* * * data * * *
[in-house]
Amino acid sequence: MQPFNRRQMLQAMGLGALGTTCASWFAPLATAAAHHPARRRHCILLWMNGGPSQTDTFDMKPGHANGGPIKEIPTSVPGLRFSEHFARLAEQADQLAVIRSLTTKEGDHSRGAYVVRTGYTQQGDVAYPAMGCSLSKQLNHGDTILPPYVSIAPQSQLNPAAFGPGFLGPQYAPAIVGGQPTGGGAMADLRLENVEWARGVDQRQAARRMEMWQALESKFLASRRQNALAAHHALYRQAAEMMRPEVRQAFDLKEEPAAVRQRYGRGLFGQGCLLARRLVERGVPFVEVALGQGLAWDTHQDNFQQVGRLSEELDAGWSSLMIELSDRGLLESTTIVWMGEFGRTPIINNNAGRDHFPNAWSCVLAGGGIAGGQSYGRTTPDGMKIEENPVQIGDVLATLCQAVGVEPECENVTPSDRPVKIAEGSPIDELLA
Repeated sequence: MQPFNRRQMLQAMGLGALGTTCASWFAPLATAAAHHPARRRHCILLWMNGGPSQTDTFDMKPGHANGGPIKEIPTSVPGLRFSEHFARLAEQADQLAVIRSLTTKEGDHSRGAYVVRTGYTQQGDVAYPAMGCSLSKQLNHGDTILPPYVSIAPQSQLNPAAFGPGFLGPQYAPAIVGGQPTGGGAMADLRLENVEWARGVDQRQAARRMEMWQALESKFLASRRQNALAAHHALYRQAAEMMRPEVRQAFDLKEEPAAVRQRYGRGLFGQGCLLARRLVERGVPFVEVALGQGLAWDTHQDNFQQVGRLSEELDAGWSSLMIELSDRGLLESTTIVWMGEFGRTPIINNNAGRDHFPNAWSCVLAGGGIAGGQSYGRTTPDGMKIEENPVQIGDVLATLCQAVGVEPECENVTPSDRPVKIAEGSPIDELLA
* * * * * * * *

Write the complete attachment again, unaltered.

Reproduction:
[in-house]
Amino acid sequence: MQPFNRRQMLQAMGLGALGTTCASWFAPLATAAAHHPARRRHCILLWMNGGPSQTDTFDMKPGHANGGPIKEIPTSVPGLRFSEHFARLAEQADQLAVIRSLTTKEGDHSRGAYVVRTGYTQQGDVAYPAMGCSLSKQLNHGDTILPPYVSIAPQSQLNPAAFGPGFLGPQYAPAIVGGQPTGGGAMADLRLENVEWARGVDQRQAARRMEMWQALESKFLASRRQNALAAHHALYRQAAEMMRPEVRQAFDLKEEPAAVRQRYGRGLFGQGCLLARRLVERGVPFVEVALGQGLAWDTHQDNFQQVGRLSEELDAGWSSLMIELSDRGLLESTTIVWMGEFGRTPIINNNAGRDHFPNAWSCVLAGGGIAGGQSYGRTTPDGMKIEENPVQIGDVLATLCQAVGVEPECENVTPSDRPVKIAEGSPIDELLA
Repeated sequence: MQPFNRRQMLQAMGLGALGTTCASWFAPLATAAAHHPARRRHCILLWMNGGPSQTDTFDMKPGHANGGPIKEIPTSVPGLRFSEHFARLAEQADQLAVIRSLTTKEGDHSRGAYVVRTGYTQQGDVAYPAMGCSLSKQLNHGDTILPPYVSIAPQSQLNPAAFGPGFLGPQYAPAIVGGQPTGGGAMADLRLENVEWARGVDQRQAARRMEMWQALESKFLASRRQNALAAHHALYRQAAEMMRPEVRQAFDLKEEPAAVRQRYGRGLFGQGCLLARRLVERGVPFVEVALGQGLAWDTHQDNFQQVGRLSEELDAGWSSLMIELSDRGLLESTTIVWMGEFGRTPIINNNAGRDHFPNAWSCVLAGGGIAGGQSYGRTTPDGMKIEENPVQIGDVLATLCQAVGVEPECENVTPSDRPVKIAEGSPIDELLA